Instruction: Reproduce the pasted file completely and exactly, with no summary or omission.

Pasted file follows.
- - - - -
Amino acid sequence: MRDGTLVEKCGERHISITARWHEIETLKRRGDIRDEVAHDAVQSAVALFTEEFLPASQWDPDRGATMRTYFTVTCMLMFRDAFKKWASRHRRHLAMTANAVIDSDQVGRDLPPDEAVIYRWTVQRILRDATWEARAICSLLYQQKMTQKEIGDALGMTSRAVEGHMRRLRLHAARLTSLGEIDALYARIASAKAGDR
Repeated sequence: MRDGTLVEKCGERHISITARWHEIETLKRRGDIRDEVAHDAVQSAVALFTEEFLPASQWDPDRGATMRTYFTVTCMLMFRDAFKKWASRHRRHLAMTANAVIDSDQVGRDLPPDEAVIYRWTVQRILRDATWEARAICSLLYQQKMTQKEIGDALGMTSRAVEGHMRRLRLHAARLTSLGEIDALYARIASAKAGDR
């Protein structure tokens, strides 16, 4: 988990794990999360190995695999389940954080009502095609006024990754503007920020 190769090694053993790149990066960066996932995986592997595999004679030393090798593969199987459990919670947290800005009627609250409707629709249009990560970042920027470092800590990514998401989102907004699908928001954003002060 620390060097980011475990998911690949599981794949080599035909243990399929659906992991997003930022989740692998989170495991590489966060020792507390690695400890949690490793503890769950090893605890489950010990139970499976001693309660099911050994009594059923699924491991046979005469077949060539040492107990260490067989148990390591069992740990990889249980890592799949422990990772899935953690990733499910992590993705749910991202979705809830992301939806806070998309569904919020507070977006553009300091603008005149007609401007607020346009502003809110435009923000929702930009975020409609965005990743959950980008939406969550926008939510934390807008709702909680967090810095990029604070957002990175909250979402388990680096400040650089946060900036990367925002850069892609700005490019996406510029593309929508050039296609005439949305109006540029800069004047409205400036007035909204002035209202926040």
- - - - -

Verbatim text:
Amino acid sequence: MRDGTLVEKCGERHISITARWHEIETLKRRGDIRDEVAHDAVQSAVALFTEEFLPASQWDPDRGATMRTYFTVTCMLMFRDAFKKWASRHRRHLAMTANAVIDSDQVGRDLPPDEAVIYRWTVQRILRDATWEARAICSLLYQQKMTQKEIGDALGMTSRAVEGHMRRLRLHAARLTSLGEIDALYARIASAKAGDR
Repeated sequence: MRDGTLVEKCGERHISITARWHEIETLKRRGDIRDEVAHDAVQSAVALFTEEFLPASQWDPDRGATMRTYFTVTCMLMFRDAFKKWASRHRRHLAMTANAVIDSDQVGRDLPPDEAVIYRWTVQRILRDATWEARAICSLLYQQKMTQKEIGDALGMTSRAVEGHMRRLRLHAARLTSLGEIDALYARIASAKAGDR
């Protein structure tokens, strides 16, 4: 988990794990999360190995695999389940954080009502095609006024990754503007920020 190769090694053993790149990066960066996932995986592997595999004679030393090798593969199987459990919670947290800005009627609250409707629709249009990560970042920027470092800590990514998401989102907004699908928001954003002060 620390060097980011475990998911690949599981794949080599035909243990399929659906992991997003930022989740692998989170495991590489966060020792507390690695400890949690490793503890769950090893605890489950010990139970499976001693309660099911050994009594059923699924491991046979005469077949060539040492107990260490067989148990390591069992740990990889249980890592799949422990990772899935953690990733499910992590993705749910991202979705809830992301939806806070998309569904919020507070977006553009300091603008005149007609401007607020346009502003809110435009923000929702930009975020409609965005990743959950980008939406969550926008939510934390807008709702909680967090810095990029604070957002990175909250979402388990680096400040650089946060900036990367925002850069892609700005490019996406510029593309929508050039296609005439949305109006540029800069004047409205400036007035909204002035209202926040």